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'Pokemon Go': West Linn

Local businesses, schools and parks see the wildly popular 'Pokemon Go' cellphone game as a way to draw in new visitors


REVIEW PHOTO: ANTHONY MACUK - Here's what the Pokemon GO map of downtown Lake Oswego looks like as seen from The Review's office, looking southeast toward Lakewood Bay. The blue icons are points of interest, and the pink fountain effects indicate that there are lots of players in Millennium Plaza Park.West Linn Parks and Recreation Director Ken Worcester was making his rounds across town recently when he came upon an unusual sight.

An adolescent was walking down the street with his phone held in front of his face and proceeeded to smash straight into a light pole. Right away, Worcester knew what had happened.

Like so many others across the globe, this particular person must have been playing “Pokemon Go.”

“Pokemon Go” has exploded onto the mobile gaming scene since its debut more than two weeks ago, and it’s had a noticeable impact for City staff and local businesses in the area.

That’s because unlike other cellphone games, “Pokemon Go” encourages players to go outside and explore in order to play — and that has led to a dramatic increase in the number of people visiting West Linn’s parks and public institutions.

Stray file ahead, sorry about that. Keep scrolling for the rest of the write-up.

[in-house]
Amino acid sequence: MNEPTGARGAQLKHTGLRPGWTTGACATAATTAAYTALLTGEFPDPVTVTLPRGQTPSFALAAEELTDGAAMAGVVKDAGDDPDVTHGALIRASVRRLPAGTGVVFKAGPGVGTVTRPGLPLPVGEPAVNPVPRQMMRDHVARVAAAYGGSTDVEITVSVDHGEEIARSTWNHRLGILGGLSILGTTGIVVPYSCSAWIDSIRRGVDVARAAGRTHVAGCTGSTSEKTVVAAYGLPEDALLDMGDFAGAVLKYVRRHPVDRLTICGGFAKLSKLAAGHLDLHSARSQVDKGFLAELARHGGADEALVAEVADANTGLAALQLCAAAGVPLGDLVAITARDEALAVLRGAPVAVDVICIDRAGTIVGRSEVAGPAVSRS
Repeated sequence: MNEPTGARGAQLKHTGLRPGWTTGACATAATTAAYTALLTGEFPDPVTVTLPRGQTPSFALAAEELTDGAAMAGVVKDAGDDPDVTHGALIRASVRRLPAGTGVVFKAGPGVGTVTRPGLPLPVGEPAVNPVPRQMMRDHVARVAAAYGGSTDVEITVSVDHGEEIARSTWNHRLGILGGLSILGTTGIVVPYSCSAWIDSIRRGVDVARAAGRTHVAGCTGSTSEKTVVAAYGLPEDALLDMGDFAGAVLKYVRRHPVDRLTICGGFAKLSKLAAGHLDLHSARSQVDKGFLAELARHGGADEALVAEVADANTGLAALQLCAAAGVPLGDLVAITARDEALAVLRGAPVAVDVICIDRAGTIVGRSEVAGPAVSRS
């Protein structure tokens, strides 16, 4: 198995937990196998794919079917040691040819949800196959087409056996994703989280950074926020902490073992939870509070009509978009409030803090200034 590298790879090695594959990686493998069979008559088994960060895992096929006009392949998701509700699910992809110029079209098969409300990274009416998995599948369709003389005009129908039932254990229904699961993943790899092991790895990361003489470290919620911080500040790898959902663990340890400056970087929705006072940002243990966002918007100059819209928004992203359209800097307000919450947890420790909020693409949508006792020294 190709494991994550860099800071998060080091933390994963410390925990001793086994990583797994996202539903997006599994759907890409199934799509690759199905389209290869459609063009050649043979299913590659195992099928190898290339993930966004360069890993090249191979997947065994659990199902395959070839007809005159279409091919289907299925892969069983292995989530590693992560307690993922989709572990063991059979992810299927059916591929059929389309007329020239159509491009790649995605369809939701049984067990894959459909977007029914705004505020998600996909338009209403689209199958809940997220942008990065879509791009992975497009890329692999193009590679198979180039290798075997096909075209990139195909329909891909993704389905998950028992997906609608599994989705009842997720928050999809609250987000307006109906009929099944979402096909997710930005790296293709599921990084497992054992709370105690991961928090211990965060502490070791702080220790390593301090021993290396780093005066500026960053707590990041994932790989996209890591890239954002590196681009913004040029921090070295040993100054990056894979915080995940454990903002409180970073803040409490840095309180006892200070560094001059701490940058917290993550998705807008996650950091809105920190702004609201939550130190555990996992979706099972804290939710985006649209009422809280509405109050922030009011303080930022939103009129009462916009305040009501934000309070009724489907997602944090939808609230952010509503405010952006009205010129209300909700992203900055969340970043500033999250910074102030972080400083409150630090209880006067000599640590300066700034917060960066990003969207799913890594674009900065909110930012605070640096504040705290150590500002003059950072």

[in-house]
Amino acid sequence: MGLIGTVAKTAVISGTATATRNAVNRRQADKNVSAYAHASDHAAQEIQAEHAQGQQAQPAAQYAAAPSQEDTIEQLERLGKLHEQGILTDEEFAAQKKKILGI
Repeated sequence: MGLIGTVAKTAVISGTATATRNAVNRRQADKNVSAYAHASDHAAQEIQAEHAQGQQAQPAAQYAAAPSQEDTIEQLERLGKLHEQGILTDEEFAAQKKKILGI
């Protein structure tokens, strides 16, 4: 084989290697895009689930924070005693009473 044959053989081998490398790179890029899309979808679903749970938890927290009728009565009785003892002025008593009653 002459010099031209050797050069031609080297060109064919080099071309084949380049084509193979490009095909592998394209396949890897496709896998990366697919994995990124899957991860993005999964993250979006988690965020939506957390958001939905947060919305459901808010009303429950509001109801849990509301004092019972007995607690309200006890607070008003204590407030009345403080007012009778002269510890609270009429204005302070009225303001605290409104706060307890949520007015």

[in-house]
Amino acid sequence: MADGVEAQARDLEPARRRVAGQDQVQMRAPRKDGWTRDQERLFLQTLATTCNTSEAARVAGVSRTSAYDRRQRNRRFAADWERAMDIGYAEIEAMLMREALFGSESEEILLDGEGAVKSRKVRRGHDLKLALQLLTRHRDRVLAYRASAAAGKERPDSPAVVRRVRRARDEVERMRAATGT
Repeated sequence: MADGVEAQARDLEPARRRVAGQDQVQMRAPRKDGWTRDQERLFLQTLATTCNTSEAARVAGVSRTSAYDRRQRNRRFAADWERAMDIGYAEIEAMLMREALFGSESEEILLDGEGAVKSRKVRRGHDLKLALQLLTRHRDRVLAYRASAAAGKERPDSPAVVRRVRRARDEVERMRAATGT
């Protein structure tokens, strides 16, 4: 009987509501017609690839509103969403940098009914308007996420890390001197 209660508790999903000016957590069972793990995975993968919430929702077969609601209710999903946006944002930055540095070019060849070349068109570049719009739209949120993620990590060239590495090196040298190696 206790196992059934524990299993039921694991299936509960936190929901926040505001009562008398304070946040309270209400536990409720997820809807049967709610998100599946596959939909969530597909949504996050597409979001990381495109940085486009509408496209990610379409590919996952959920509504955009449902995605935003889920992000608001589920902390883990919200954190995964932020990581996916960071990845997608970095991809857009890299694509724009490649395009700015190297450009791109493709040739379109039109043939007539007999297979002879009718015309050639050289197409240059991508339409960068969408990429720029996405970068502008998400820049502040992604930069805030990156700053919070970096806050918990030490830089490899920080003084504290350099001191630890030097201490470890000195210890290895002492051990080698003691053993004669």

“People are wandering all over the place,” Worcester said. “It’s kind of fun to watch. Apparently there’s a bunch at our office (City Hall) as well.”

“We noticed it last weekend, just in the fact that there were more people on campus than usual, and that there were so many people here at one particular time,” says Karen Pederson, communications manager at Marylhurst University. “People were starting to get curious, and probably it was Tuesday or Wednesday when we made the connection — ‘Oh, they’re here with their devices, with their apps running and capturing Pokemon.”

The game is incredibly popular among children and teenagers, but it also has a large following among older players who grew up during the initial Pokemon craze in the late 1990s and have now found themselves drawn back into the quest to “catch ‘em all.”